Thanksgiving is my favorite holiday—there’s something about being with friends and family and honoring all the good things in our lives that just makes me happy! Turns out, there’s actually scientific research to back this warm and fuzzy feeling up (and no, it’s not the wine).
The tradition of showing gratitude goes back thousands of years and recent studies have shown that grateful people are actually more satisfied with life than others. But for some reason, being grateful is not always our automatic response to life—it’s far too easy to get absorbed in everyday nuances and many of us have to make a conscience effort to show thanks. If this sounds familiar, here’s some motivation to adopt an attitude of gratitude 365 days a year:
Showing gratitude helps us cope with the challenges of everyday life. From road rage to PTSD, having a more empathetic mind-set will help you manage stress, which can have a major impact on your health.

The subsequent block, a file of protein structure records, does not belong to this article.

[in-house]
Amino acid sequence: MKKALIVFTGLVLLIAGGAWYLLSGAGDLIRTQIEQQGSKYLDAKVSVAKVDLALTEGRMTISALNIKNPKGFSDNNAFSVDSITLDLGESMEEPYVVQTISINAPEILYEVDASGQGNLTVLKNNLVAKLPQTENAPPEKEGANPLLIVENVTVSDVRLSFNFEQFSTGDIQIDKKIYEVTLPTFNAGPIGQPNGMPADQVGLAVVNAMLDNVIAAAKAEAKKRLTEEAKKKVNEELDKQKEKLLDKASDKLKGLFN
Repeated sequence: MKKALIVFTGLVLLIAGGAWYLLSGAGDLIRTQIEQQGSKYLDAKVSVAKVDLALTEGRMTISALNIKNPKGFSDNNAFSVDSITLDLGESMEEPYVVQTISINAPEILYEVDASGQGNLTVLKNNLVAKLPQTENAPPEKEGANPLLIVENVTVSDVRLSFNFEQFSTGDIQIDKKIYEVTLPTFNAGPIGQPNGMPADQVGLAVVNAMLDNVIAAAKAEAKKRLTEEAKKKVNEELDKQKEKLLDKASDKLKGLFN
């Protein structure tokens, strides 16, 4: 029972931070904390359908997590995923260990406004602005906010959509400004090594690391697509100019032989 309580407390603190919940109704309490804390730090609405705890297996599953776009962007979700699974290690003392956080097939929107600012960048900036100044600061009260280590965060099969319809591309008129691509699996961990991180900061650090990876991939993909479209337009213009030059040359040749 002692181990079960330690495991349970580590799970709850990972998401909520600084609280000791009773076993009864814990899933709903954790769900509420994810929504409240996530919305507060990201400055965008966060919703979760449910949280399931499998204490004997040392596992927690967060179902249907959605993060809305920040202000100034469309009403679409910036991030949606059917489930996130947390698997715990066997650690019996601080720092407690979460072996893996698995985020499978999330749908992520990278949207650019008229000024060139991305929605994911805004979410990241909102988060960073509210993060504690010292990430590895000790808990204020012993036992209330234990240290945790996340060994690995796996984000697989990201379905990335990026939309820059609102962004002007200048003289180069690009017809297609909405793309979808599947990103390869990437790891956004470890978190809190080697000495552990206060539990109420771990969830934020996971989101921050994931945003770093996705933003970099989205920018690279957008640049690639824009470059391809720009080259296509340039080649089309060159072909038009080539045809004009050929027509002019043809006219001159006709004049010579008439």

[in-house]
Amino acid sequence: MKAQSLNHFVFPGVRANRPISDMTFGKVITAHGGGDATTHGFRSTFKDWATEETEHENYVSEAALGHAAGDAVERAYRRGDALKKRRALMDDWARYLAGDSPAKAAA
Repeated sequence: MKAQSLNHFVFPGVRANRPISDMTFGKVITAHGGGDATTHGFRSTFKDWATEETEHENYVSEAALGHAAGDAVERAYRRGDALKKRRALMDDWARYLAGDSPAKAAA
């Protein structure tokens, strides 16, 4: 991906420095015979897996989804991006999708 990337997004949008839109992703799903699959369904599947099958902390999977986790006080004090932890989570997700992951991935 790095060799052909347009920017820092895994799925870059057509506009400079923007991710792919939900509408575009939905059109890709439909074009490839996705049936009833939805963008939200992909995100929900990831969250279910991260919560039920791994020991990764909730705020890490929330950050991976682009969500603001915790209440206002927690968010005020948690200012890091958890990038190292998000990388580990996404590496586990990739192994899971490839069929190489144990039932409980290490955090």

Improve Your Mood.
Because it just feels good when we show appreciate for others, right? Plus, mood boosting endorphins are released when we smile. This is surely the quickest, cheapest and most effective way to beat the blues.
Tell the people you care about that you appreciate them. It will remind them why they care about and appreciate you, and make your bond all that much stronger! Studies have also shown that thanking people you meet helps form new relationships.
Research has shown that grateful people actually feel healthier and are more likely to exercise and eat well.
Boost Your Immune System.
Gratitude plays a major role in your immune health—from the common cold, broken bones or more serious ailments, being optimistic is proven to help us build immune strength and heal quicker.
If you’re someone whose mind races all night, practicing gratitude will help you worry less so you can sleep longer and deeper, and better sleep will have a domino effect on your health.
So, how can you keep this going year-round? Stash a gratitude journal by your bed and write down 5 things you’re grateful for every morning or evening (even just a few times a week will work too!). You can also incorporate gratitude into your daily meditation or mindfulness practice, if you have one.
In the spirit of Thanksgiving, I’m asking you to share this along with five things your grateful for. Do it for your health!